a second capacitor having a first terminal coupled to a constant voltage potential and a second terminal coupled to the anode of the second diode;
a third diode having a cathode coupled to the cathode of the first diode, the third diode also having an anode;
a fourth diode having an anode coupled to the anode of the second diode and a cathode coupled to the anode of the third diode; and
a first operational amplifier having an inverting input coupled to a constant voltage potential, a non-inverting input resistively coupled to receive the third signal, and an output resistively coupled to the non-inverting input and resistively coupled to the anode of the third diode, the output of the operational amplifier being coupled to the circuit means output.
5. A method for calculating the velocity of a speed measuring device comprising the steps of:
charging a capacitor to a predetermined voltage;
determining the amount of time it takes the capacitor to discharge through a first resistor of known resistance;
changing the capacitor to a predetermined voltage;
determining the amount of time it takes for the capacitor to discharge through a second resistor having a resistance dependent on temperature;
calculating the ratio of the discharge time through the first resistor to the discharge time through the second resistor;
setting a time period in response to the calculated ratio;
providing a doppler signal having a frequency dependant on the velocity of the speed measuring device and the ambient temperature;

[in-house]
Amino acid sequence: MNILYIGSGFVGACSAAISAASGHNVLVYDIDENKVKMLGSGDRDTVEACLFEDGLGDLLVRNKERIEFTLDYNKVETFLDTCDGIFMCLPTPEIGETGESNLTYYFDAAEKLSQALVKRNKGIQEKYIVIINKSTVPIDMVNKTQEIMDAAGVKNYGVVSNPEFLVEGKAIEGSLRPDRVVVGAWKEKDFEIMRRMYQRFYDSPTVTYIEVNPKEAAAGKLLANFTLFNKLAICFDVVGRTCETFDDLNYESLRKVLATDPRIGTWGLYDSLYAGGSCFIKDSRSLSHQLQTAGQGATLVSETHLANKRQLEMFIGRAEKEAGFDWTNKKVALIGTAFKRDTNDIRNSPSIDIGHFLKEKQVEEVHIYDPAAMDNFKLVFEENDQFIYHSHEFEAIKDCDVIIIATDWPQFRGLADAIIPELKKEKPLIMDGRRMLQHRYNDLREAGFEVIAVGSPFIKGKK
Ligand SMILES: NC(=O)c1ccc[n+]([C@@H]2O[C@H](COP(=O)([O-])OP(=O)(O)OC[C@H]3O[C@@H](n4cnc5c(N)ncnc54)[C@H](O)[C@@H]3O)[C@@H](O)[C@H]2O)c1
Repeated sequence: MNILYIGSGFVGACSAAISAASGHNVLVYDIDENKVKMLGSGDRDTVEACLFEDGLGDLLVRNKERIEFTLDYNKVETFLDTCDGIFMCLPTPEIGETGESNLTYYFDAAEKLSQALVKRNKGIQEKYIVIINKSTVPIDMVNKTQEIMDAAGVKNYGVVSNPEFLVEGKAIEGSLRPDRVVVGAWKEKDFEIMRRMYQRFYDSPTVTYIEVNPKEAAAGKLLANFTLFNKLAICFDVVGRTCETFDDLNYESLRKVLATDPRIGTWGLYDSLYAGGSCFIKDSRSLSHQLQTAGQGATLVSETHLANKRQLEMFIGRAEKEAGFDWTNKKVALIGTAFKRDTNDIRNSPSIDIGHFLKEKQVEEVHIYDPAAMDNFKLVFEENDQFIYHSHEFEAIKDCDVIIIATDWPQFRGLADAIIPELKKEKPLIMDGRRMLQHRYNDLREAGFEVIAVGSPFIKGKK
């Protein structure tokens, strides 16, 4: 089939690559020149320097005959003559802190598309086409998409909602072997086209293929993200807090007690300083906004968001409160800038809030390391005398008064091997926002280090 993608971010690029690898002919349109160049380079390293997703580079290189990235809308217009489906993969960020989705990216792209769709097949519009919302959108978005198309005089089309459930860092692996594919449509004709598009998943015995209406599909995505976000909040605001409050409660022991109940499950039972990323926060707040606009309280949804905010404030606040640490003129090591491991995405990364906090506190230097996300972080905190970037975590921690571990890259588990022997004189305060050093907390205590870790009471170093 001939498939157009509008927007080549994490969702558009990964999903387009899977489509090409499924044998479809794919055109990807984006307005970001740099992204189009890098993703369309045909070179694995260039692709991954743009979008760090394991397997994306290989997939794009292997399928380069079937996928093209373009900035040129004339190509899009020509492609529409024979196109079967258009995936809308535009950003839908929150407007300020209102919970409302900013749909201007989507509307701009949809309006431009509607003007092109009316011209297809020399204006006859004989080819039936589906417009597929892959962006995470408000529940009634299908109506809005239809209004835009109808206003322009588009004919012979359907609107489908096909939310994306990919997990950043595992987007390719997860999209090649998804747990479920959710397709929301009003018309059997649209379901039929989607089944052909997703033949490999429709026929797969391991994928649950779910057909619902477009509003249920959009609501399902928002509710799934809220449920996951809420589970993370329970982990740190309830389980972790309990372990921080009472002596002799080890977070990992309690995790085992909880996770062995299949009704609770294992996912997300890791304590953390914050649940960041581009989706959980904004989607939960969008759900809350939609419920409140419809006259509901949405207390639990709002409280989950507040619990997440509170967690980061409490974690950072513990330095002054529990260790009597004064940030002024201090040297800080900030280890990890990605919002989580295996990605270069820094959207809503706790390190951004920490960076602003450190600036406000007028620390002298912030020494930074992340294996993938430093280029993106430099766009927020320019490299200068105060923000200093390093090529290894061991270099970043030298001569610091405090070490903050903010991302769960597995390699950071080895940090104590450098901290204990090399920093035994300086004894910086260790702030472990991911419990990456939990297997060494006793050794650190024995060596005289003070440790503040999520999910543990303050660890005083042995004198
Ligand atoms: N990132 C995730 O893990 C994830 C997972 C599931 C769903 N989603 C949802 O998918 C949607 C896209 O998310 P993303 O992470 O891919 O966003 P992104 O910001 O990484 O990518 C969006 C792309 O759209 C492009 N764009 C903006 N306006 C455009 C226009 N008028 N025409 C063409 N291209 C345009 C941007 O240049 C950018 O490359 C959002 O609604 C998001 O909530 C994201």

counting the number of cycles of the doppler signal occurring in the time period; and
calculating the velocity of the speed measuring device in response to the number of counted cycles.
6. A reflecting Doppler effect speedometer comprising:
means for transmitting a first signal having a frequency;
means for receiving a second signal the second signal being a reflection of the first signal, the second signal having a second frequency;
mixing means for generating a third signal having a frequency responsive to the difference between the frequencies of the first and second signals;
a voltage controlled oscillator having an input terminal, the voltage controlled oscillator being adapted to provide a signal on an oscillator output terminal, the signal on the oscillator output terminal having a frequency responsive to the voltage present at the input terminal;
frequency comparator means having a first input, a second input and an output the first input coupled to receive the third signal, the second input coupled to the oscillator output terminal, the output providing a fourth signal having a first voltage if the frequency of the signal on the first input is greater than the frequency of the signal on the second input, the fourth signal having a second voltage if the frequency of the signal on the first input is less than the frequency of the signal on the second input;
calculation means for calculating velocity of the speedometer, the calculation means being coupled to the oscillator output terminal, the calculation means calculating speed in response to a signal present on the oscillator output terminal;
a capacitor adapted to store charge, one terminal of the capacitor being coupled to the input terminal of the voltage controlled oscillator, voltage present at the input terminal being determined by the change stored on the capacitor; and
resistance means for charging and discharging the capacitor at different rates, the resistance means comprising a first resistor coupled between the output of the frequency comparator means and the one terminal of the capacitor and further comprising a second resistor coupled in series with a diode, the series coupled second resistor and diode coupled in parallel with the first resistor.
7. Apparatus for measuring velocity comprising:
a signal source for providing a first signal:
a receiver for receiving a reflection of the first signal: